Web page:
By Hannah Furfaro
In the new study, lead researcher Min Sun and her colleagues looked at several types of data, such as student academic performance and graduation rates, at 25 schools in Washington as well as 74 schools in North Carolina, San Francisco and another urban school district that isn’t named. The data spans 2007 to 2017, which includes years before and after the grants were available.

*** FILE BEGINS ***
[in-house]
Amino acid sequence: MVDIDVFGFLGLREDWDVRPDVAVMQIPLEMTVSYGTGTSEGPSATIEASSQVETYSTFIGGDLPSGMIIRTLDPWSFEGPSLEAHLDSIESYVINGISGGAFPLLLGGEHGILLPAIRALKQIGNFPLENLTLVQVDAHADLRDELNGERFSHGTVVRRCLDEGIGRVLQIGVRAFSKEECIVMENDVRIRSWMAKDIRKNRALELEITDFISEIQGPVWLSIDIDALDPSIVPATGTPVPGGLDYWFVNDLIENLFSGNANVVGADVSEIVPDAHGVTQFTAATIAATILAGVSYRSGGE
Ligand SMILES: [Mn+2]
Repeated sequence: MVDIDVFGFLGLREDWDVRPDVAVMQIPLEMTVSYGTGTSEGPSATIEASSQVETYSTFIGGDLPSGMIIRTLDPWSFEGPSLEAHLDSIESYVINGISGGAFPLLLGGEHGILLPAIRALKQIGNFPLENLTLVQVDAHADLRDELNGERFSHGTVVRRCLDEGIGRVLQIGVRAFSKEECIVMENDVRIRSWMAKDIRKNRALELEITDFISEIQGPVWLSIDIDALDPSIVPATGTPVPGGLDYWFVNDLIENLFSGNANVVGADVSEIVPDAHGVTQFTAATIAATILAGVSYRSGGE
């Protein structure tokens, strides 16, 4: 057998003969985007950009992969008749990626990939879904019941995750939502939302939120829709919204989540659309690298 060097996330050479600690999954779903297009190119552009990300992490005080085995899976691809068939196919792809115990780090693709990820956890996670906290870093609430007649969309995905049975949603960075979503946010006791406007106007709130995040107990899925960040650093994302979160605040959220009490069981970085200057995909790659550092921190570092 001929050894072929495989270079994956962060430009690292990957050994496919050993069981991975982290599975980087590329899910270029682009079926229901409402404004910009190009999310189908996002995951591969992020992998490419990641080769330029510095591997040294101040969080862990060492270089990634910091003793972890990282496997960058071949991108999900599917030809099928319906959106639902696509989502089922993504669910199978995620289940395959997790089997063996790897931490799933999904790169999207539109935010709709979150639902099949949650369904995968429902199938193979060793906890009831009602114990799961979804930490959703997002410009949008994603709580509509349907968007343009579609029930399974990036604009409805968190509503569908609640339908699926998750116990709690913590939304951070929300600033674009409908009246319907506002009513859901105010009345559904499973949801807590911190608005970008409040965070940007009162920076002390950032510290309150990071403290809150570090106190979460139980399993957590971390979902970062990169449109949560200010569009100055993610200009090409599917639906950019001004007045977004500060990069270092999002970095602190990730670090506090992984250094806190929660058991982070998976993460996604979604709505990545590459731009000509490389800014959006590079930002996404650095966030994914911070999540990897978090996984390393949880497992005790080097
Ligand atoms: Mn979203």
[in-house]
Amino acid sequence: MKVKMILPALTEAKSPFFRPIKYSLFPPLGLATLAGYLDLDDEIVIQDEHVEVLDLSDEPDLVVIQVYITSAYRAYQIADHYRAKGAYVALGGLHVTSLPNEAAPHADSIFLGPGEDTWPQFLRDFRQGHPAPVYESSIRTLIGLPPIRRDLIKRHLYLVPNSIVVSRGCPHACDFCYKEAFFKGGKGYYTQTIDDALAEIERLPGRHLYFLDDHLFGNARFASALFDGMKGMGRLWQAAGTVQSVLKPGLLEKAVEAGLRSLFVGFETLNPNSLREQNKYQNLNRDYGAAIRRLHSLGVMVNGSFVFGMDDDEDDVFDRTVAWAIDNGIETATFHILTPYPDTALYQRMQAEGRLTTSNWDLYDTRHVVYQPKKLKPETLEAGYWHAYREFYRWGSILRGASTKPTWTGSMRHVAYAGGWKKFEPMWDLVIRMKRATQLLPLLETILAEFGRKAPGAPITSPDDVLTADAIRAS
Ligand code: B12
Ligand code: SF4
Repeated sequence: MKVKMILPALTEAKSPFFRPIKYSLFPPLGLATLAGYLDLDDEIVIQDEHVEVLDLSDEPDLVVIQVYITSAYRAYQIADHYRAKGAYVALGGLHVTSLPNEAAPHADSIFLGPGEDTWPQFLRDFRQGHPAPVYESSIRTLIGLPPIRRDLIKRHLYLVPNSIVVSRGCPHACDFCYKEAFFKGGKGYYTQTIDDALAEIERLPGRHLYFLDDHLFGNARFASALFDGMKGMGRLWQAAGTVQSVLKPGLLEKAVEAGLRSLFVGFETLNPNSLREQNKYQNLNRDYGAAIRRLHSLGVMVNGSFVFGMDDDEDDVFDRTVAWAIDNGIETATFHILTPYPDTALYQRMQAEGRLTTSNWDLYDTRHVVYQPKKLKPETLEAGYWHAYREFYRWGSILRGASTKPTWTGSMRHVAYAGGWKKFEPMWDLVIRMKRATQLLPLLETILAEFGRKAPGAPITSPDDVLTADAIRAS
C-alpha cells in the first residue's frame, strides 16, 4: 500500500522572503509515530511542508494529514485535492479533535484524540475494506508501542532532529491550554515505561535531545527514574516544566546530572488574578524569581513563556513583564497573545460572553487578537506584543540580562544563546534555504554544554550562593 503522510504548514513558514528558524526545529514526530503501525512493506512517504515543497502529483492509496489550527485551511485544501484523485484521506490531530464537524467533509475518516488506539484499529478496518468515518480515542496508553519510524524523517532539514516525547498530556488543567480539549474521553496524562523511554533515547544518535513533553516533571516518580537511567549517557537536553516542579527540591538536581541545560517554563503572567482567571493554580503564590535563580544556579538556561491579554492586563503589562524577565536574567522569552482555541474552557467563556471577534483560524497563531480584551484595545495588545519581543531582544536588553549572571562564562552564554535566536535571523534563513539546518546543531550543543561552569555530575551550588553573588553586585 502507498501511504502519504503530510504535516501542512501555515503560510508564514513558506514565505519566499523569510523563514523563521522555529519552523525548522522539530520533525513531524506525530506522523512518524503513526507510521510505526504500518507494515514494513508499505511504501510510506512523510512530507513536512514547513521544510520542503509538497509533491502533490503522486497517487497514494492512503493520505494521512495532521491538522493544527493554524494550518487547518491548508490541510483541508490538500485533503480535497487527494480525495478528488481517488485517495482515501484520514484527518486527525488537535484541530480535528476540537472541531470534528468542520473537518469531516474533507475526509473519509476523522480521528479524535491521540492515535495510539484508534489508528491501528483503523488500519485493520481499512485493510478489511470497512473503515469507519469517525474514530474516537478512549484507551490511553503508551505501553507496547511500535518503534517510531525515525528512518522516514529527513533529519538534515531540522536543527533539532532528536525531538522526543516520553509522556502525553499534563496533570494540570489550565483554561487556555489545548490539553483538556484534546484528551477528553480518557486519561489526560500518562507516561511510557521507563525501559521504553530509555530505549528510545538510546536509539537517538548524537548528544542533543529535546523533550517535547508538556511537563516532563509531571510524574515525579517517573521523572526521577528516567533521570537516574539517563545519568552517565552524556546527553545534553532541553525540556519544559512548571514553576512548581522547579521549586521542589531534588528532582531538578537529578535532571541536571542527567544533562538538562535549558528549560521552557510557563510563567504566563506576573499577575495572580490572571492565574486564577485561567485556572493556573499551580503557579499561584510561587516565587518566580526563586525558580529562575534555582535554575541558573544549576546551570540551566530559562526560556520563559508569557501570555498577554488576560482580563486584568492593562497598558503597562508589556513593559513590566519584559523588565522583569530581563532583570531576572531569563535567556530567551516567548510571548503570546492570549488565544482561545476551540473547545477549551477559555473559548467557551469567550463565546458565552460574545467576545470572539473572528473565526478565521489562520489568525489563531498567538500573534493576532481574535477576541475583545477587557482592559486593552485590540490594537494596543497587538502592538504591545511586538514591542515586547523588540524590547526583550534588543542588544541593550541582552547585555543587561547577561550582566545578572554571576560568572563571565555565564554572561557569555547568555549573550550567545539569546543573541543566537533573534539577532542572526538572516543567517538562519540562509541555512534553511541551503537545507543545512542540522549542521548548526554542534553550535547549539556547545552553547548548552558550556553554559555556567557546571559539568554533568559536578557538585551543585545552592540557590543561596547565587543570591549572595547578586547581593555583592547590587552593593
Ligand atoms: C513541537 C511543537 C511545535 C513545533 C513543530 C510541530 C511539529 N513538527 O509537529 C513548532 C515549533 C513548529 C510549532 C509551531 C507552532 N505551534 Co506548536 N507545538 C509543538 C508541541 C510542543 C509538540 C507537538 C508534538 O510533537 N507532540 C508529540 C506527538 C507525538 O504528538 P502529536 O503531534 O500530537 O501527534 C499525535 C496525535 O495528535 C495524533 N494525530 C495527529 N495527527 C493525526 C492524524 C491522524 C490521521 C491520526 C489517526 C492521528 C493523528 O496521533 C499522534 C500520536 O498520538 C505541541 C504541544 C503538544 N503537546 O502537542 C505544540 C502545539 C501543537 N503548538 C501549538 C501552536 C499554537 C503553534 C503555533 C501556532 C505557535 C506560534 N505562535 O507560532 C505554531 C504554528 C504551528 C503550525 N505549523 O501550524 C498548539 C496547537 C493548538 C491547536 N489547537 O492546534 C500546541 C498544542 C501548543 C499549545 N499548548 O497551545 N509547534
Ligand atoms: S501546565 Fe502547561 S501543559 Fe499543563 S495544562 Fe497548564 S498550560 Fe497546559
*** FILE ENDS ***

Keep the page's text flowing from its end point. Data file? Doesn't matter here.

The researchers looked at how student performance and graduation rates changed when the grants arrived, and after they ended, at individual schools. They compared this to trends at comparable schools that didn’t receive grants.
Schools with grants witnessed a leap in student test scores in elementary and middle school, particularly in math. Washington seemed to do better than other places at maintaining these gains after the grant money ended, said Sun, associate professor of education policy at the University of Washington.
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